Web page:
Yes, I KNOW it’s Thursday, but I meant to use this song yesterday, but didn’t, because I thought it was Tuesday…
1 We have several Ethics Train Wrecks barrelling along. The Harvey Weinstein Express is still picking up expected passengers, like Harvard University’s Hutchins Center for African and African American Research. The Executive Committee unanimously voted to award Weinstein the 2014 W.E.B Du Bois medal for contributions to African and African-American culture. In the midst of complaints by the African American community that Hollywood was slighting black artists and themes in its films, Weinstein’s Miramax studio had stood out as a notable exception.
The same professors voted Tuesday night to rescind the honor in the wake of the Weinstein’s (long-known but only recently publicly exposed) sexual predator proclivities, announcing in a statement: “We have voted unanimously to rescind the Du Bois Medal awarded to Mr. Weinstein in 2014. We stand with the women who have courageously come forward to fight for themselves and indeed for all of those who have experienced similar abuse.”
Wrong, and cowardly. What does sexual harassment have to do with African American culture? The mania among progressive missions groups to insist that only those who satisfy all broad progressive agenda mandates are worthy of any honor is why the nation’s continued celebration of Jefferson, Washington and other founders is hanging by a thread. Did Weinstein deserve the award in 2014? Yes, I assume. Has anything changed regarding the producer’s contributions to black culture through his movies? No.
I covered this substantially identical situation here, in 2015.
2. Same train wreck, different car: Actress Blythe Danner took to the New York Times letters page to defend her daughter, Gwynneth Paltrow, from critics like the Times’ Maureen Dowd (and me) regarding Paltrow’s handling of her early career harassment by Weinstein. Of Danner’s daughter, Dowd wrote,
Some who were importuned or pawed, like Angelina Jolie, stalked away and told studio executives that she would never work with the pestilent mogul. Others whom Weinstein asked to give him a massage in his hotel suite refused but continued to collaborate, like Gwyneth Paltrow, who put aside qualms to become “the first lady of Miramax.”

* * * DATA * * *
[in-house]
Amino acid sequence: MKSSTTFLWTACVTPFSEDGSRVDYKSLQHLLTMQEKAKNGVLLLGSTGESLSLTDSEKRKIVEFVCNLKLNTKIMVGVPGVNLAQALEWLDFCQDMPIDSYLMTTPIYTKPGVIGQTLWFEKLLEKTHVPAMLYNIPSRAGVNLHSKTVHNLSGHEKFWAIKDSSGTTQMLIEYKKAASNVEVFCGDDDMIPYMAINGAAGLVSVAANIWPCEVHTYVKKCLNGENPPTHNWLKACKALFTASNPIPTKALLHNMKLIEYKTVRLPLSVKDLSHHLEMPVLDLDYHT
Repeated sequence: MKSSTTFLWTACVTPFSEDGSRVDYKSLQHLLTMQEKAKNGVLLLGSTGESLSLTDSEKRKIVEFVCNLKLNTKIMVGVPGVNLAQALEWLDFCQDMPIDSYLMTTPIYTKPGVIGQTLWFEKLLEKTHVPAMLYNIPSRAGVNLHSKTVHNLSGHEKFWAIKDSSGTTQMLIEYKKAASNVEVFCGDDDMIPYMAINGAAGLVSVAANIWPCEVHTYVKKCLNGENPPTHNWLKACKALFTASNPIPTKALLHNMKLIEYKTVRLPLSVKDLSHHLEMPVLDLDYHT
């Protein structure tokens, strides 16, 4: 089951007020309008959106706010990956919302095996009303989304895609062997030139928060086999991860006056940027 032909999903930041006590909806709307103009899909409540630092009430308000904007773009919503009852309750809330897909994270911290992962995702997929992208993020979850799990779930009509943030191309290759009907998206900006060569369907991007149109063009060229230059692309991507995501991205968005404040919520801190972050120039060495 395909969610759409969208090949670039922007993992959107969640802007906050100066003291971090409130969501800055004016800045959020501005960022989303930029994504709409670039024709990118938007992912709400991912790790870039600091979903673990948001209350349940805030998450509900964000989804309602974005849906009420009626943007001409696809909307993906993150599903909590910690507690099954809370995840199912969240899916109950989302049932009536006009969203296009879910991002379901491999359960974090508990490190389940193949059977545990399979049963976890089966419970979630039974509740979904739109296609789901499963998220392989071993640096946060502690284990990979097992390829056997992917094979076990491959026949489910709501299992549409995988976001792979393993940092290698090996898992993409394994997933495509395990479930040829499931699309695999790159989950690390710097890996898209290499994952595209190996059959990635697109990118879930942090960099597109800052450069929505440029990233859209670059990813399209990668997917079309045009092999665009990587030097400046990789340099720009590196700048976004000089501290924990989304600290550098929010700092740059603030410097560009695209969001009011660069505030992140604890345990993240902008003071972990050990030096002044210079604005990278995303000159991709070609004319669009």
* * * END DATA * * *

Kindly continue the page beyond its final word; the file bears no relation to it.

I put it somewhat differently, noting that Paltrow was never the typical helpless and vulnerable starlet, and later had sufficient power and influence to end Weisntein’s reign of open-bathrobe terror by simply going public with what she knew. This is complicty. Announcing that she too had been harassed after Weinstein was already in a nosedive to earth, his taile and wings aflame, wasn’t “brave.”
Danner writes in part,
Gwyneth did not “put aside her qualms to become ‘the first lady of Miramax’ ” back then, as Ms. Dowd would have it. She continued to hold her own and insist that Mr. Weinstein treat her with respect. She had learned from her father, the producer and director Bruce Paltrow, how to stand up for herself. ..I suggest that the pundits stop casting aspersions on the women who have confronted unwanted sexual advances in the manner each sees fit and concentrate on the constructive ways to prevent this behavior in the future.
She damns Paltrow with her own words. That’s right, Mom: Gwyneth insisted that Weinstein treat her with respect, and left dozens (hundreds?) of more vulnerable victims primed to be assaulted by him instead. She stood up for herself, got her Oscar celebrated films and roles, and dealt with Weinstein “as she saw fit,” just as Weinstein dealt with his victims as he saw fit.
Paltrow was part of Weinstein’s cover and cover-up. Danner writes later that she hopes “that this is the point of no return where change will occur.” If it is, one of the changes has to be that actors and actresses who know about harassers and predators think about future victims, and “see fit” to take action before, rather than after, an abuser is taken down.
3. I suppose it is some kind of fun house mirror form of integrity when a publication makes its bias so explicit that it can’t be missed, but Salon recent “The 25 conservatives actually worth following on Twitter” is a an open admission of Trump Derangement. When I looked fleetingly down the motley list, I noticed that the ridiculous Ana Navarro was on it—how could this logic and professionalism-challenged fool be worth following anywhere?—as well as Ethics Alarms’ favorite blogger, lawyer Ken White, who isn’t a conservative at all (he’s a libertarian). So what makes these 25 special, in Salon’s eyes? Only one thing: they all detest President Trump. A typical endorsement in the post, this of Richard Painter: “When he isn’t educating his followers on legal and government ethics, Painter displays his wit and his contempt for Trump.”
Painter has dismayed many of his colleagues in the legal ethics establishment by allowing his out-of-control hate for Trump cause him to promote endorse disingenuous and absurd legal theories.
An ethical and useful article by the same title would point Salon readers to principled conservative thinker and pundits that could challenge Salon’s knee-jerk leftist cant. Concludes Brian MacNicoll:
“Salon’s solution to helping fellow liberals learn more about the conservative ideals and thinking that beat them in the last election is to continue to read only people who echo their beliefs but label themselves conservatives.”